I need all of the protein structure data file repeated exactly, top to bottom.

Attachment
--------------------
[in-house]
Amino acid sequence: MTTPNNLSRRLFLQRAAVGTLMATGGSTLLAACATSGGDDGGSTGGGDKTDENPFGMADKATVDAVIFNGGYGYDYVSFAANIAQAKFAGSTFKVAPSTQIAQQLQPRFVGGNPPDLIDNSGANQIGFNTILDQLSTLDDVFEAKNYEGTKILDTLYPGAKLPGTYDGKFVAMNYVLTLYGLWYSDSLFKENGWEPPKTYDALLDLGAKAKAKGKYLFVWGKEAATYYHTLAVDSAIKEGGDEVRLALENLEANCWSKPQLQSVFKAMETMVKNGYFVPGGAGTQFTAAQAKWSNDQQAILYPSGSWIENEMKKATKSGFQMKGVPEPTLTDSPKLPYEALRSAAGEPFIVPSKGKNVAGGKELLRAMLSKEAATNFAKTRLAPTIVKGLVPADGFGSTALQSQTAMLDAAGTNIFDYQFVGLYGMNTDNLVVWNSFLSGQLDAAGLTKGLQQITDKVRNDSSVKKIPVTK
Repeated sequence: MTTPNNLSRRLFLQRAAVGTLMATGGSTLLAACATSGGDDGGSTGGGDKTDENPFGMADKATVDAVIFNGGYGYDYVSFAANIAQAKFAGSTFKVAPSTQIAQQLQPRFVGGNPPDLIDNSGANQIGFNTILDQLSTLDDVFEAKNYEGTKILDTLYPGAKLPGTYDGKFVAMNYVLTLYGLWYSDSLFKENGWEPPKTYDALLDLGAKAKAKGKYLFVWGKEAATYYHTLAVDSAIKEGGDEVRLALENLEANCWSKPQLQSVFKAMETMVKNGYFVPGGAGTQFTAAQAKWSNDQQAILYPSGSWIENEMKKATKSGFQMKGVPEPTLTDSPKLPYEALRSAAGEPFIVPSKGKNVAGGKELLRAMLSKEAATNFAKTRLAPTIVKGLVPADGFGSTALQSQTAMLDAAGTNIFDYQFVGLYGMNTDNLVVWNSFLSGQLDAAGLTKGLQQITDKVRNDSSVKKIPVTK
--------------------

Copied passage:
[in-house]
Amino acid sequence: MTTPNNLSRRLFLQRAAVGTLMATGGSTLLAACATSGGDDGGSTGGGDKTDENPFGMADKATVDAVIFNGGYGYDYVSFAANIAQAKFAGSTFKVAPSTQIAQQLQPRFVGGNPPDLIDNSGANQIGFNTILDQLSTLDDVFEAKNYEGTKILDTLYPGAKLPGTYDGKFVAMNYVLTLYGLWYSDSLFKENGWEPPKTYDALLDLGAKAKAKGKYLFVWGKEAATYYHTLAVDSAIKEGGDEVRLALENLEANCWSKPQLQSVFKAMETMVKNGYFVPGGAGTQFTAAQAKWSNDQQAILYPSGSWIENEMKKATKSGFQMKGVPEPTLTDSPKLPYEALRSAAGEPFIVPSKGKNVAGGKELLRAMLSKEAATNFAKTRLAPTIVKGLVPADGFGSTALQSQTAMLDAAGTNIFDYQFVGLYGMNTDNLVVWNSFLSGQLDAAGLTKGLQQITDKVRNDSSVKKIPVTK
Repeated sequence: MTTPNNLSRRLFLQRAAVGTLMATGGSTLLAACATSGGDDGGSTGGGDKTDENPFGMADKATVDAVIFNGGYGYDYVSFAANIAQAKFAGSTFKVAPSTQIAQQLQPRFVGGNPPDLIDNSGANQIGFNTILDQLSTLDDVFEAKNYEGTKILDTLYPGAKLPGTYDGKFVAMNYVLTLYGLWYSDSLFKENGWEPPKTYDALLDLGAKAKAKGKYLFVWGKEAATYYHTLAVDSAIKEGGDEVRLALENLEANCWSKPQLQSVFKAMETMVKNGYFVPGGAGTQFTAAQAKWSNDQQAILYPSGSWIENEMKKATKSGFQMKGVPEPTLTDSPKLPYEALRSAAGEPFIVPSKGKNVAGGKELLRAMLSKEAATNFAKTRLAPTIVKGLVPADGFGSTALQSQTAMLDAAGTNIFDYQFVGLYGMNTDNLVVWNSFLSGQLDAAGLTKGLQQITDKVRNDSSVKKIPVTK